After all, the first Christmas, so the story goes, was far from perfect. No room at the inn, no crib for the baby, and surely a choice word or two exchanged between the main players about what on earth was going on.

    I’m not alone in believing that the secret to the perfect Christmas is to wholeheartedly embrace the imperfect, either. I undertook comprehensive research on this topic (ok, I asked my mates on Facebook) and one friend admits she aspires to be more like a particular mum of four she knows. 

    Does said mum pull off the perfect Christmas? She does, in her own way. She lets each child choose their favourite foods from Iceland and puts on an all-day buffet where everyone gets to eat their favourite things and mum gets a well-earned rest. Well done, that woman.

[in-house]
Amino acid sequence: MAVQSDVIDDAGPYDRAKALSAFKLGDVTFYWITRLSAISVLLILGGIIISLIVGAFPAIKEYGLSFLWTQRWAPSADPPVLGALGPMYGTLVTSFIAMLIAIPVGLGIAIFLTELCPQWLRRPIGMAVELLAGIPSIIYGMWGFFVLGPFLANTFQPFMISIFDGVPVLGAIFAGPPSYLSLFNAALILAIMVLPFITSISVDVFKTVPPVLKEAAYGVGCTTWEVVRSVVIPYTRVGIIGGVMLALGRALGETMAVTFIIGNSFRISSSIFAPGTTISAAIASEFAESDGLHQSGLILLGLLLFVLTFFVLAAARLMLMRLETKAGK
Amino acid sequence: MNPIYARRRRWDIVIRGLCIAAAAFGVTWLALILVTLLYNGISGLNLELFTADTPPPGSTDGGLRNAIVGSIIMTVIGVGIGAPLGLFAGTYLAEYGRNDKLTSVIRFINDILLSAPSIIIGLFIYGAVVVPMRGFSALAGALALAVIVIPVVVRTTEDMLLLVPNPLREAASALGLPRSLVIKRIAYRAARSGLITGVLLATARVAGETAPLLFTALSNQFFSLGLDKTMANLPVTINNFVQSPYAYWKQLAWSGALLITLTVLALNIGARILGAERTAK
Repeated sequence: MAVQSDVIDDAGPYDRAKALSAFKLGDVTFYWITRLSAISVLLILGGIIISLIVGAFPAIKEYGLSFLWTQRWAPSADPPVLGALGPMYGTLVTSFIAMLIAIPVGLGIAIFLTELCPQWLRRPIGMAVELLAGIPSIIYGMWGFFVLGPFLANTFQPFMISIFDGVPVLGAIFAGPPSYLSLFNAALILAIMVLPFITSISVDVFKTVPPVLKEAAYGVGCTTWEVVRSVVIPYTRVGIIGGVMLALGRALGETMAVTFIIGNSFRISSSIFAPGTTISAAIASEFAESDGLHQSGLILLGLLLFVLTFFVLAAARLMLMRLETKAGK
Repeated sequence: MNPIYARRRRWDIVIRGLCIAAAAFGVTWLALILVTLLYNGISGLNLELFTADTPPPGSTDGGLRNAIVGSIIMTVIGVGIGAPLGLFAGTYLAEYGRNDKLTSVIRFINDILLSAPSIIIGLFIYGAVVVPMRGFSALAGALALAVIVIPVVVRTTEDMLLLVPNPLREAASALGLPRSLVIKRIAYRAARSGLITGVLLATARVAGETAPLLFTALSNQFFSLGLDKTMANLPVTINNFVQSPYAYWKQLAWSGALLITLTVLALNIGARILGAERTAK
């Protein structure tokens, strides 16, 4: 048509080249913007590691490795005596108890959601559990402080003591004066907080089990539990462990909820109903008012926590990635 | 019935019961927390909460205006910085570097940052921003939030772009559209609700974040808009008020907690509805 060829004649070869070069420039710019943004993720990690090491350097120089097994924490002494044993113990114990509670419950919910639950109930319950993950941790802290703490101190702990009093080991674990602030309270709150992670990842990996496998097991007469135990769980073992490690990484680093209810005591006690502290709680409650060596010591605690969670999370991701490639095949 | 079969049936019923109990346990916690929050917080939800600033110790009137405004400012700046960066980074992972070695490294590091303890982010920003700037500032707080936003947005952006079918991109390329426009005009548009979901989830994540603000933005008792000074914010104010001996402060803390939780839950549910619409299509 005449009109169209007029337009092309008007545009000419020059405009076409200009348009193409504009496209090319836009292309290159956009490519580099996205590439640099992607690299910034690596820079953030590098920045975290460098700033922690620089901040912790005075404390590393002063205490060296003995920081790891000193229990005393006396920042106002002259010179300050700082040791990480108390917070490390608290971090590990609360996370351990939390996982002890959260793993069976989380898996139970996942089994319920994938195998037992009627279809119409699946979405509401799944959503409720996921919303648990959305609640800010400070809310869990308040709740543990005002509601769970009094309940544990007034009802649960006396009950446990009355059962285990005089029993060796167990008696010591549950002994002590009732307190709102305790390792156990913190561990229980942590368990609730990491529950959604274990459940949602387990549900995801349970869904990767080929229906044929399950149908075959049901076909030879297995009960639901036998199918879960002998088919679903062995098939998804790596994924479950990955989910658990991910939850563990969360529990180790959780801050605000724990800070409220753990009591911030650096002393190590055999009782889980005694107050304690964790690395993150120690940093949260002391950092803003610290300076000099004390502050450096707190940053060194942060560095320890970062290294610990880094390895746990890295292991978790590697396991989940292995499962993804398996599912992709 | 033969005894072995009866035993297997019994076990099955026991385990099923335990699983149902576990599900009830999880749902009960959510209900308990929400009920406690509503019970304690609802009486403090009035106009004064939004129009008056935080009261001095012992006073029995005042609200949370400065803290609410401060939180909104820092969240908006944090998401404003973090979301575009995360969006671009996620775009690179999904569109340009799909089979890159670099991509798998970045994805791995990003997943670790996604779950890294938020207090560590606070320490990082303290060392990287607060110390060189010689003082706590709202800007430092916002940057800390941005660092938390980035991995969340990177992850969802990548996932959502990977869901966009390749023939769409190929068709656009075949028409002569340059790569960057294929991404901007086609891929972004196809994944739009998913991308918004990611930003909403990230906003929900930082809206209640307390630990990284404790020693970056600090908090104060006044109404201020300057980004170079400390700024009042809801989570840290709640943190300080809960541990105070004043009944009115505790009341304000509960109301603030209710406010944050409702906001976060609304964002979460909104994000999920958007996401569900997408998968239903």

“Not getting dressed up, eating what you really fancy – usually bacon sarnies, Christmas pudding and a box of Thornton’s chocolates – all washed down with a mug of tea, is my idea of heaven at Christmas,” admits another friend.

    One pal recalls a pearl of wisdom she once heard on surviving the madness of the average family festive season. “Every family has a drunken uncle or an unhinged aunty round the table at Christmas,” she says. “If you can’t think who that person is, then it’s probably you.”

    I honestly believe that the secret to your happiest Christmas yet lies in embracing these difficult truths. So do yourself a favour this year. Lower your expectations. Buy frozen Yorkshire puddings. Laugh at the lunacy of the motley crew gathered round your dinner table. And, above all, try seeing Christmas through the eyes of a child whose sense of wonder blots out the imperfections. (Unless you forget to buy batteries, and then nothing can help you.)